Marx Augustine

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Adam Brenner : Dear Augustine wakes up in the plague pit. Painting from 1841

Marx Augustin or Der liebe Augustin (actually Markus Augustin * 1643 in Vienna , † 11. March 1685 ) was a ballad singer , piper , bagpiper , extempore poet and city original . The ballad “ O du dear Augustin ” made it proverbial and a so-called winged word . To this day, the character of dear Augustine is the epitome of the fact that you can get through anything with humor .


Little is certain about Augustine's life. Augustin is said to have been very popular because he cheered up the population of the city with his shoddy songs, especially during the plague in Vienna in 1679, which is why he was popularly known only as "Dear Augustin".

Augustin is said to have grown up as the son of a run-down landlord and was therefore dependent on moving with his bagpipes from one dive bar to the next at an early age , although only a little of the money earned should have left the respective pub - according to tradition, he should also be a " a good drinker ”.

Legend has it that 36-year-old Augustin was once again drunk during the plague epidemic in 1679 and slept off his intoxication somewhere in the gutter. Shech servants , who had to collect the victims of the epidemic at the time, found him, thought him dead and brought the schnapps corpse along with the plague corpses on their collection cart in front of the city wall. There they threw their entire load into an open mass grave. This plague pit is said to have been located near the church of St. Ulrich am Neubau (today's seventh district of Vienna ), right next to the place where the Augustin Fountain stands today. As was customary in the situation at the time, the grave was not closed immediately, but temporarily covered with lime in order to receive further plague victims later. The next day, Augustine crawled among the corpses and played on his bagpipes until rescuers pulled him out of the pit.

After that, Augustin is said to have recited his experience as a bailiff and lived quite well from it. The legend of dear Augustine is perhaps due to his own account. Contemporary sources report that Augustine emerged from the funeral pit. Abraham a Sancta Clara mentions the event in his "Well-Filled Wine Cellar" to warn against alcoholism. Documentary support for the legend is only an entry in the city death inspection protocol, which records an "Augustin N.".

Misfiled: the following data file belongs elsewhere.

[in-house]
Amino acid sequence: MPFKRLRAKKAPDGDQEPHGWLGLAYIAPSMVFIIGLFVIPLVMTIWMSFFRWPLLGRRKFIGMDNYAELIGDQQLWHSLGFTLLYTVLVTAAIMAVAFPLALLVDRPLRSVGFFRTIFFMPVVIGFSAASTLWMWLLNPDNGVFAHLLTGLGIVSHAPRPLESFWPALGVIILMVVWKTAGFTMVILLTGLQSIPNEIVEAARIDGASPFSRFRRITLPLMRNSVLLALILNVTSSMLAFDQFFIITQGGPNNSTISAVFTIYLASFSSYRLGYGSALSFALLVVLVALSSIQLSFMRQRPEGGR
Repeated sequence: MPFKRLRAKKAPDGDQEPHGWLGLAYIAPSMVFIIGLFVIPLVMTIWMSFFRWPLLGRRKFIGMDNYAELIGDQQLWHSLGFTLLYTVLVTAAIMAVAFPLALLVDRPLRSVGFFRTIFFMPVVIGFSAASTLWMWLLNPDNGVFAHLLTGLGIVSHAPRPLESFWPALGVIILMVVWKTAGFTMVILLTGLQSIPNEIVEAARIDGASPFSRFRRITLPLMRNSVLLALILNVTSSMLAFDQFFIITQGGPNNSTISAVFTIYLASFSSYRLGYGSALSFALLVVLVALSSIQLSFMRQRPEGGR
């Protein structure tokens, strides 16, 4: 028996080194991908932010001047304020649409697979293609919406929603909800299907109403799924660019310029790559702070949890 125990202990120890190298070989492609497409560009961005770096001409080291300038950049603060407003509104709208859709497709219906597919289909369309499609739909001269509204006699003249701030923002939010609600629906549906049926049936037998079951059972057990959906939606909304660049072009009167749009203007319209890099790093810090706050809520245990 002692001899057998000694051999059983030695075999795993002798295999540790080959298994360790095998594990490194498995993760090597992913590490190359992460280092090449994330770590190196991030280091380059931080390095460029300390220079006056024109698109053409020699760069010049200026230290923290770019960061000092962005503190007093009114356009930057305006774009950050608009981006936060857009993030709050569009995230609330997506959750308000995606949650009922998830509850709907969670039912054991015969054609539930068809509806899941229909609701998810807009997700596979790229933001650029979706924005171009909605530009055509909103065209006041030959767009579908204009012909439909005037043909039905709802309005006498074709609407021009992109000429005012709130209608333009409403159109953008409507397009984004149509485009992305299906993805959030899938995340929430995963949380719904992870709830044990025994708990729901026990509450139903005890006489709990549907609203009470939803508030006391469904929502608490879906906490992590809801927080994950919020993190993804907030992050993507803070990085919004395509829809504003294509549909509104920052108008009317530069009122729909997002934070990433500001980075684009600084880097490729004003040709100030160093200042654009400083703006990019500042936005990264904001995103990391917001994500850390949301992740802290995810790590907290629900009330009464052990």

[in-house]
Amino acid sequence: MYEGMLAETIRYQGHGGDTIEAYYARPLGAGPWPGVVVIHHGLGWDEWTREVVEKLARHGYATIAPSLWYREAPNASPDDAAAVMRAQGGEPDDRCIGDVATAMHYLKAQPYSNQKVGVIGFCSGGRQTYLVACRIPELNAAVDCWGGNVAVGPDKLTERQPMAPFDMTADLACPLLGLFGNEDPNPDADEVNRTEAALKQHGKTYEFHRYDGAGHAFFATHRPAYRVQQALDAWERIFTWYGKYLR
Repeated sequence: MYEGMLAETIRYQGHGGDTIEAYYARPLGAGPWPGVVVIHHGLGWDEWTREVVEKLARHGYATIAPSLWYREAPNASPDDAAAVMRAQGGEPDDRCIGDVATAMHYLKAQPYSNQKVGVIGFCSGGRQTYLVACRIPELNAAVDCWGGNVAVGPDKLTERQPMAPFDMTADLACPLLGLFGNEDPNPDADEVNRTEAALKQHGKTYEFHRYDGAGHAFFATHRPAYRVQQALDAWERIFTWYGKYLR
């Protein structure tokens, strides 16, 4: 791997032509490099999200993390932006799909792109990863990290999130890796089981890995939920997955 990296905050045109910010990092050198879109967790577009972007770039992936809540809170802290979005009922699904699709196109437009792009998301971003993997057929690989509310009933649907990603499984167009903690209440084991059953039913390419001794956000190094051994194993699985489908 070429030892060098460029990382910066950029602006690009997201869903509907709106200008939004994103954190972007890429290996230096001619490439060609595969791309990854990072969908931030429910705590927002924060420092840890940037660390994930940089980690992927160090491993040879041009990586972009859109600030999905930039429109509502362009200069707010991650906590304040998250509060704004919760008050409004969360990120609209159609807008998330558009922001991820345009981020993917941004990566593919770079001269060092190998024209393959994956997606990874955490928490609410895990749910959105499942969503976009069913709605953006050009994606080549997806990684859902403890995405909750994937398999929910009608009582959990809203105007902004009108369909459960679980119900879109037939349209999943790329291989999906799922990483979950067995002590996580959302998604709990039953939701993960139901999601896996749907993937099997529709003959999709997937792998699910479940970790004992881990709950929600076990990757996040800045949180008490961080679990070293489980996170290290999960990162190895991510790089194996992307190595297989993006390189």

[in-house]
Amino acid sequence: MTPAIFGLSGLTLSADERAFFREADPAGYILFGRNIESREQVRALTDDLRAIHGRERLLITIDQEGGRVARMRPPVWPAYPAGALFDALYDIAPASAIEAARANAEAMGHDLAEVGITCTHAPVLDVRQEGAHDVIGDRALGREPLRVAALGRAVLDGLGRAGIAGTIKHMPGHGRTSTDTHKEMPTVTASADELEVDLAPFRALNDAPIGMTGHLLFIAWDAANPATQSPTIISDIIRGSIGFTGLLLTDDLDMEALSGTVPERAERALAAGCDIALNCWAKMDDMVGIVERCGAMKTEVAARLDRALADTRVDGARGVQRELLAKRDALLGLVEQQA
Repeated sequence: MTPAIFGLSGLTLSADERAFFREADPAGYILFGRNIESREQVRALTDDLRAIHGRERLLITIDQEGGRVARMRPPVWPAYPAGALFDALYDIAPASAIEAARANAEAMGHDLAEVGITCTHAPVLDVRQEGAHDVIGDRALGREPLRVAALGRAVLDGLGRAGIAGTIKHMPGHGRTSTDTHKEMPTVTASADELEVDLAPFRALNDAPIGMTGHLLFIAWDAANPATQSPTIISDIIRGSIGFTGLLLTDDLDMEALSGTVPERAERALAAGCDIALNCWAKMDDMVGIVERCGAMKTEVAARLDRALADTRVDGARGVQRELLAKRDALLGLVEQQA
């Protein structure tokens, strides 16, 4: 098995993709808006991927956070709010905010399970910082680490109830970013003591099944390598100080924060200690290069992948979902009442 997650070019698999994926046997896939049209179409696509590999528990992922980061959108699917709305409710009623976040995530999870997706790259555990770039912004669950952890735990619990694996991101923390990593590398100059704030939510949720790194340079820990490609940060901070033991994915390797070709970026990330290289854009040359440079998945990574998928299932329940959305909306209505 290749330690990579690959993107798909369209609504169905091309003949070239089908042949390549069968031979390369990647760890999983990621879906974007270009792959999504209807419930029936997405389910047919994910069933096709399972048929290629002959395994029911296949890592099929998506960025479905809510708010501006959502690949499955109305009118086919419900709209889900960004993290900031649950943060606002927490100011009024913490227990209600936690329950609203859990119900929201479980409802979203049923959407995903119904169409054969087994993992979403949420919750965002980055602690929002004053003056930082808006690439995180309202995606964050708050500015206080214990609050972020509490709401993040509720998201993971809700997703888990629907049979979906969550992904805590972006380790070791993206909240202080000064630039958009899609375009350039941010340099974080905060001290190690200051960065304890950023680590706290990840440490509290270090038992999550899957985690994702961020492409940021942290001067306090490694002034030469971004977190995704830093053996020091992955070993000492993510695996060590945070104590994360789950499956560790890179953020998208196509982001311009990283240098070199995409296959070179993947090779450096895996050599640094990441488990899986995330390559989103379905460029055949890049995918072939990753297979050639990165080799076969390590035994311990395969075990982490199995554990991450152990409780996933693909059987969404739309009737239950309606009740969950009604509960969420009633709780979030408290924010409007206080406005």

Augustin was buried in the Nikolai cemetery in Vienna , after which his remains were probably transferred to the Sankt Marx cemetery .

"O dear Augustine"

Instrumental version
The first stanza in Josef Pommer's songbook for the Germans in Austria (1905)

The folk song O du dear Augustine was first recorded in Vienna around 1800. The very widespread melody is older, however, as documented in a music manuscript in 1720. Augustine himself is sometimes named as the author, but the origin is unclear. The mocking text, however, reproduces the gallows humor that the Viennese remember:

O dear Augustin, Augustin, Augustin,
O dear Augustin, everything is gone.

Money is gone, man (girl) is gone,
everything is gone , Augustin.
O dear Augustine,
everything is gone.

Skirt is gone, stick is gone,
Augustin lies in the dirt,
O dear Augustin,
everything is gone.

And even rich Vienna,
it's like Augustine;
Weep with me in the same way,
everything is gone!

Every day was a celebration,
now what? Plague, the plague!
Just a big funeral party, that's
the rest.

Augustin, Augustin,
just lie down in the grave!
O dear Augustine,
everything is gone!

Predecessor and later artistic fabric processing

Song and text variations, musical theater


  • In 1940, the film Der liebe Augustin showed the character, regardless of the legend, as a bailey singer, located in the Metternich era (director: E. W. Emo , title role: Paul Hörbiger ).
  • The feature film Der liebe Augustin by Rolf Thiele was made in 1960 and featured some young actors who later became the first of the German-speaking actors.


  • Daniel Defoe describes - decades before the first evidence of the famous song O du dear Augustin  - a very similar person in his book Die Pest zu London , published in 1722 : A flute player named John Hayward at the time of the plague in London in 1665 , who the people during the time the plague entertained with happy songs and jokes and was taken asleep for a plague-dead man when he was intoxicated with alcohol or as a result of excessive eating and was transported on a cart with the other corpses, but woke up shortly before he was thrown into the mass grave. A man of that name, sexton of St. Stephen's Church in Cole Street, died nineteen years after the plague in London, on October 5, 1684. According to another legend, since nobody wanted to help him, he temporarily took over all the burials of the plague in his parish alone.